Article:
“K-Pop” and “Oklahoma” are two words you don’t really think of in the same breath. But one of the 56 artists competing on the Monday (March 21) night series premiere of NBC’s American Song Contest just might change that — AleXa, a K-Pop artist from Tulsa, Okla. Born to a South Korean mother and an American father, she first learned about K-Pop in 2008, through one of her best friends.
“The first group I ever saw was Super Junior – they’re a huge senior group in the K-Pop industry, but my gateway was SHINee,” AleXa tells Billboard. “I’ve been hooked ever since.” She moved to Korea in the first quarter of 2018 and competed on two reality shows, Rising Star and Produce 48. She signed with ZB, a label owned by South Korean video production company Zanybros. Her first single, “Bomb,” was released on Oct. 21, 2019. “It was right before the pandemic hit,” she says. Two more singles followed: “ReviveR” and “Tattoo.” After living in South Korea for four years, AleXa returned to the U.S. this year to compete in American Song Contest.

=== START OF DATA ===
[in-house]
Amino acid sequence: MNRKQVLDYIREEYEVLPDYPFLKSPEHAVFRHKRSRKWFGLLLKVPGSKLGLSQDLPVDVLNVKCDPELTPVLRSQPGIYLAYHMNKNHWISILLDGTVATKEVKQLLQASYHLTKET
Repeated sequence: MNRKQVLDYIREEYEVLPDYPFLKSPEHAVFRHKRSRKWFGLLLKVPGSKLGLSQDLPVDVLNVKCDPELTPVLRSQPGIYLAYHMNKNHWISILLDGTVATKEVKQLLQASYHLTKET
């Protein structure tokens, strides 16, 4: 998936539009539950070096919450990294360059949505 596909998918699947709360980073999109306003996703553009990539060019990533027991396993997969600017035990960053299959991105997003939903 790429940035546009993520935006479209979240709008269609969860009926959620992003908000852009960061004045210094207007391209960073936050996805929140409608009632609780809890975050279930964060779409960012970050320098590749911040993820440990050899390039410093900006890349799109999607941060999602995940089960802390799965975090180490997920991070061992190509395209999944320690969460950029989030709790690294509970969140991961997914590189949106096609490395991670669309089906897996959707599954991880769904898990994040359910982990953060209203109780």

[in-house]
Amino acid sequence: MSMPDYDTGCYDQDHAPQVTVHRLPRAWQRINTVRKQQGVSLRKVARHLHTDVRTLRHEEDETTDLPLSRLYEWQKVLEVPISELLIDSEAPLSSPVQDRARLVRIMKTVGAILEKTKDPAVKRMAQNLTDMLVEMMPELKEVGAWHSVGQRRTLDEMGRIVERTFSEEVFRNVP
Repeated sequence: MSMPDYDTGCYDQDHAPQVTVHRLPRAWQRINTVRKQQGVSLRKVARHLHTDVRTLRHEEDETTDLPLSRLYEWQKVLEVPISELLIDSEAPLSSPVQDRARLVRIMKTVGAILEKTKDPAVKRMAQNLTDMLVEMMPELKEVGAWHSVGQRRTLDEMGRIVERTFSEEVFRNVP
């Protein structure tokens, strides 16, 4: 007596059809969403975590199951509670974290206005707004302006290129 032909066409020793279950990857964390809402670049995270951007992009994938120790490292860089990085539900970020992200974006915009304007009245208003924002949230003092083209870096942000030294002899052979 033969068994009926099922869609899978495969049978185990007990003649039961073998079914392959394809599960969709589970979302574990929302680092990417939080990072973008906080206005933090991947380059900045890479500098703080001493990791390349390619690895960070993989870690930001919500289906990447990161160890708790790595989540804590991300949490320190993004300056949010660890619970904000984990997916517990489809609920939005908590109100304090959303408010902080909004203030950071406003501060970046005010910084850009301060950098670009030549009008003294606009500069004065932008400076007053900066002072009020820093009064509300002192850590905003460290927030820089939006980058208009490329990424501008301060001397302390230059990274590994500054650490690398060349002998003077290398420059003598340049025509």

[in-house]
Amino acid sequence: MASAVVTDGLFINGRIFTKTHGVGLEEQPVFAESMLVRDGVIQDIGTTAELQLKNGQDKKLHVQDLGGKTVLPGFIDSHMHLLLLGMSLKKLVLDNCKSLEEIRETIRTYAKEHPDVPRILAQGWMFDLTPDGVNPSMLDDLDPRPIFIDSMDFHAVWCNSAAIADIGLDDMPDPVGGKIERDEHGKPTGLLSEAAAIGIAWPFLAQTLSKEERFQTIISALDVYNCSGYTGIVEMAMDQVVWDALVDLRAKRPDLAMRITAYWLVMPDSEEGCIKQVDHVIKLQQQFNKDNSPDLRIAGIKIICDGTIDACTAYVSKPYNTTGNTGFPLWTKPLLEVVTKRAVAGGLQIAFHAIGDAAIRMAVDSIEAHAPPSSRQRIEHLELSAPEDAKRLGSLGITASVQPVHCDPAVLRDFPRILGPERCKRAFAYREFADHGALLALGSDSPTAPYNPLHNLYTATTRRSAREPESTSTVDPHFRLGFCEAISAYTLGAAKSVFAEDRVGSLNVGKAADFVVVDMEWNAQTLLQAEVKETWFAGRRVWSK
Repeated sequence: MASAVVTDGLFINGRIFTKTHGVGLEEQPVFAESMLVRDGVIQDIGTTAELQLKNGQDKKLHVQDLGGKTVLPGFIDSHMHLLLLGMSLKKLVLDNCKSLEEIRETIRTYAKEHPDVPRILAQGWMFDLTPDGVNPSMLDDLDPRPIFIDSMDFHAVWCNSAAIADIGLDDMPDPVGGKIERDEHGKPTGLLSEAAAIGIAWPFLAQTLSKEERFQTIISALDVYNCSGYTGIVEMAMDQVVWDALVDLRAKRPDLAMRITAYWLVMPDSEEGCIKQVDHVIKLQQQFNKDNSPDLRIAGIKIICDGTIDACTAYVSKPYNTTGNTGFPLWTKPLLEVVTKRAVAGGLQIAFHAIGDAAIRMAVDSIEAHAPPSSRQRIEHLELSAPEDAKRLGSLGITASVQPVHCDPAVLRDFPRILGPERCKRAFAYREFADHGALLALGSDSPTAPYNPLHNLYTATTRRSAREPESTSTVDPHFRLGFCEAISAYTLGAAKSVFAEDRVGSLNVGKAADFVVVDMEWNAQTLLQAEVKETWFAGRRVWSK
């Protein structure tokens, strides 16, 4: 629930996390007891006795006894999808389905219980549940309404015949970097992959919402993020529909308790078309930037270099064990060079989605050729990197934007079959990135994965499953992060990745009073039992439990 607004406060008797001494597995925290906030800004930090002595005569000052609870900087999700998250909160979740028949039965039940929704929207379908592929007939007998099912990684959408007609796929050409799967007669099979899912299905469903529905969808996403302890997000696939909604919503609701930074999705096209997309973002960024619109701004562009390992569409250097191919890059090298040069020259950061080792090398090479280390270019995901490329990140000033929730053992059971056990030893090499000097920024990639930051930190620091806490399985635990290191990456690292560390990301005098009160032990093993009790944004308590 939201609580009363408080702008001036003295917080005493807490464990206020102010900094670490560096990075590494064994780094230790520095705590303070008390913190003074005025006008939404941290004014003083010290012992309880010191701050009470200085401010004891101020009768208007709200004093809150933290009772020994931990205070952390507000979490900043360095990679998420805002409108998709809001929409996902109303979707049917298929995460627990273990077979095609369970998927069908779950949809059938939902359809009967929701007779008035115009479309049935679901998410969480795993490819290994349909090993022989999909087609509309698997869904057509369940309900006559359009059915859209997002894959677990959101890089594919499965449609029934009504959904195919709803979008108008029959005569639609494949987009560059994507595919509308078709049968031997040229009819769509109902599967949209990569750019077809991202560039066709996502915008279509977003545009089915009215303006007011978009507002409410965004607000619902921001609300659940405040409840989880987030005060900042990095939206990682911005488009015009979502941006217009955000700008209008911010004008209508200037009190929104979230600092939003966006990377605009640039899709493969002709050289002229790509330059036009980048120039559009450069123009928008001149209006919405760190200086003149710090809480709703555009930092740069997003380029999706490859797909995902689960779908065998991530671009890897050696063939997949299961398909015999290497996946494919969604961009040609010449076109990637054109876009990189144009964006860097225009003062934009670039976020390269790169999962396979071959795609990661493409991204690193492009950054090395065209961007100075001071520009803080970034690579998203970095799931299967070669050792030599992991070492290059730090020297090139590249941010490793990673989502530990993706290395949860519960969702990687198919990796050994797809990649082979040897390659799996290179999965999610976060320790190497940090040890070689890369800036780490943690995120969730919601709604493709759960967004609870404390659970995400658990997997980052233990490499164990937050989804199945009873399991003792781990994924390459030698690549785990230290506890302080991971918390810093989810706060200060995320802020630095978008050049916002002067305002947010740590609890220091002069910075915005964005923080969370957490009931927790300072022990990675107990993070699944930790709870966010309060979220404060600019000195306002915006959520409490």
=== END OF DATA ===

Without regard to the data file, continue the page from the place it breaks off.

“My manager is Swedish, so when we received the invitation to audition, we thought, ‘Yes, this is iconic.’ It’s literally Eurovision, but now we’re spreading it to America. It was just a wonderful opportunity and I was so excited to take it.”
AleXa knew about Eurovision from watching videos online by past winners like ABBA and Måneskin, though she has never seen a full broadcast. She did watch the 2022 edition of Melodifestivalen, the Swedish heat to pick the country’s song for Eurovision, because Moa (Cazzi Opeia) Carlebecker, one of the writers of her ASC entry “Wonderland,” was competing as an artist and she facilitated AleXa’s entry into ASC. “It helped that I had worked with Cazzi. Then all of these wonderful creatives came together and the song was presented to us. I fell in love with it immediately and we knew we had to go with that song.”